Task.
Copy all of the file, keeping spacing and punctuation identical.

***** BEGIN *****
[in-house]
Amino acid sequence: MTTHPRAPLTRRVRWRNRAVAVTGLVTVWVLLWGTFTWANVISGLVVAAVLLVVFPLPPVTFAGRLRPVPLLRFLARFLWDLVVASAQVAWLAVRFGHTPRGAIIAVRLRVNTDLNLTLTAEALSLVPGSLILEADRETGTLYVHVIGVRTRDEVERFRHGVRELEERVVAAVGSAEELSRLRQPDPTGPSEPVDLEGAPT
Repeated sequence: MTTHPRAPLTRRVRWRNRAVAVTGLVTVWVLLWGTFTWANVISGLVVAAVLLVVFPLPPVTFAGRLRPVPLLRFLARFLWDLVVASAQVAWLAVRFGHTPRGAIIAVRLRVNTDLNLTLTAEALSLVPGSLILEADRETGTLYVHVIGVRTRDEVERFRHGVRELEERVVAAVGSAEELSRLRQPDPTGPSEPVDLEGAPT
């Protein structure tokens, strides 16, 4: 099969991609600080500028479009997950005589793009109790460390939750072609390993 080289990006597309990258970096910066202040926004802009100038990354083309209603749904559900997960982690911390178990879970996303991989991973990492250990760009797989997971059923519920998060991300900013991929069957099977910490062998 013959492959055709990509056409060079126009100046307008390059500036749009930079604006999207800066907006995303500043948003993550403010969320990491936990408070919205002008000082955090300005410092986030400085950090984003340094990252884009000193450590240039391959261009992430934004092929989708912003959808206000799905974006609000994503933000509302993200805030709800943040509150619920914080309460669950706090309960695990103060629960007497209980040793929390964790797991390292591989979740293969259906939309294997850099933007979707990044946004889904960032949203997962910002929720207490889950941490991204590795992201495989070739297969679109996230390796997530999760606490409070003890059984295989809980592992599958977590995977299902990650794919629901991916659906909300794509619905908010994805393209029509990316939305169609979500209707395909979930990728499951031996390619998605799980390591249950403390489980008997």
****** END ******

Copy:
[in-house]
Amino acid sequence: MTTHPRAPLTRRVRWRNRAVAVTGLVTVWVLLWGTFTWANVISGLVVAAVLLVVFPLPPVTFAGRLRPVPLLRFLARFLWDLVVASAQVAWLAVRFGHTPRGAIIAVRLRVNTDLNLTLTAEALSLVPGSLILEADRETGTLYVHVIGVRTRDEVERFRHGVRELEERVVAAVGSAEELSRLRQPDPTGPSEPVDLEGAPT
Repeated sequence: MTTHPRAPLTRRVRWRNRAVAVTGLVTVWVLLWGTFTWANVISGLVVAAVLLVVFPLPPVTFAGRLRPVPLLRFLARFLWDLVVASAQVAWLAVRFGHTPRGAIIAVRLRVNTDLNLTLTAEALSLVPGSLILEADRETGTLYVHVIGVRTRDEVERFRHGVRELEERVVAAVGSAEELSRLRQPDPTGPSEPVDLEGAPT
């Protein structure tokens, strides 16, 4: 099969991609600080500028479009997950005589793009109790460390939750072609390993 080289990006597309990258970096910066202040926004802009100038990354083309209603749904559900997960982690911390178990879970996303991989991973990492250990760009797989997971059923519920998060991300900013991929069957099977910490062998 013959492959055709990509056409060079126009100046307008390059500036749009930079604006999207800066907006995303500043948003993550403010969320990491936990408070919205002008000082955090300005410092986030400085950090984003340094990252884009000193450590240039391959261009992430934004092929989708912003959808206000799905974006609000994503933000509302993200805030709800943040509150619920914080309460669950706090309960695990103060629960007497209980040793929390964790797991390292591989979740293969259906939309294997850099933007979707990044946004889904960032949203997962910002929720207490889950941490991204590795992201495989070739297969679109996230390796997530999760606490409070003890059984295989809980592992599958977590995977299902990650794919629901991916659906909300794509619905908010994805393209029509990316939305169609979500209707395909979930990728499951031996390619998605799980390591249950403390489980008997």